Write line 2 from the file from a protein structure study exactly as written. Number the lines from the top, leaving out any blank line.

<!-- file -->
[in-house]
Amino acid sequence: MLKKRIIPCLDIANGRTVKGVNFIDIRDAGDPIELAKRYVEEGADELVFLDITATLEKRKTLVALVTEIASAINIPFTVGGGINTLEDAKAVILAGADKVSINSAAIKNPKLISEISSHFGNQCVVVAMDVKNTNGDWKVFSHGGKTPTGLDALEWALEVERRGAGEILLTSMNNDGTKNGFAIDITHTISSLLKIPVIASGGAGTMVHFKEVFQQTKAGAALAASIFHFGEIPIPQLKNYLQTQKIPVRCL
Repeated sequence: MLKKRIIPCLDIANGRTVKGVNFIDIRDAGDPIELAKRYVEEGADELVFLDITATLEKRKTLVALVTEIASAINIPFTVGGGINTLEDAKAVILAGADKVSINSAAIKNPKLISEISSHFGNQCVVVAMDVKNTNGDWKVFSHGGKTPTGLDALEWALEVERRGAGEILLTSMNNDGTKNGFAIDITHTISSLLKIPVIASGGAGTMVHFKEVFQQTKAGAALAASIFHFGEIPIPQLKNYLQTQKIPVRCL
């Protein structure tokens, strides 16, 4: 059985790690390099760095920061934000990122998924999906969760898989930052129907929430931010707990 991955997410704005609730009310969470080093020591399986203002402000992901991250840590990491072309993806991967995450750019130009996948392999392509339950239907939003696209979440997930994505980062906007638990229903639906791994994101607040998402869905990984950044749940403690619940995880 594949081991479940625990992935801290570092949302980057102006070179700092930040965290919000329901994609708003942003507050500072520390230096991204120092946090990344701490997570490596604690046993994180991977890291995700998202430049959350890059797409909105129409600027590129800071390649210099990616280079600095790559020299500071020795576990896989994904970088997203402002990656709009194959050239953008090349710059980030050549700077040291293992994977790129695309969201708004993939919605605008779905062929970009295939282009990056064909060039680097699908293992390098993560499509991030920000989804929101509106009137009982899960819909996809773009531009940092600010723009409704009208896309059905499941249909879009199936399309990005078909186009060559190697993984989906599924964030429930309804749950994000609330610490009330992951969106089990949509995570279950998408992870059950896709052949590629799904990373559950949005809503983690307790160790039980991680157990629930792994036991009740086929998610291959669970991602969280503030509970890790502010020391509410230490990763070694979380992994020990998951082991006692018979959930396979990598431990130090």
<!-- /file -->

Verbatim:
Amino acid sequence: MLKKRIIPCLDIANGRTVKGVNFIDIRDAGDPIELAKRYVEEGADELVFLDITATLEKRKTLVALVTEIASAINIPFTVGGGINTLEDAKAVILAGADKVSINSAAIKNPKLISEISSHFGNQCVVVAMDVKNTNGDWKVFSHGGKTPTGLDALEWALEVERRGAGEILLTSMNNDGTKNGFAIDITHTISSLLKIPVIASGGAGTMVHFKEVFQQTKAGAALAASIFHFGEIPIPQLKNYLQTQKIPVRCL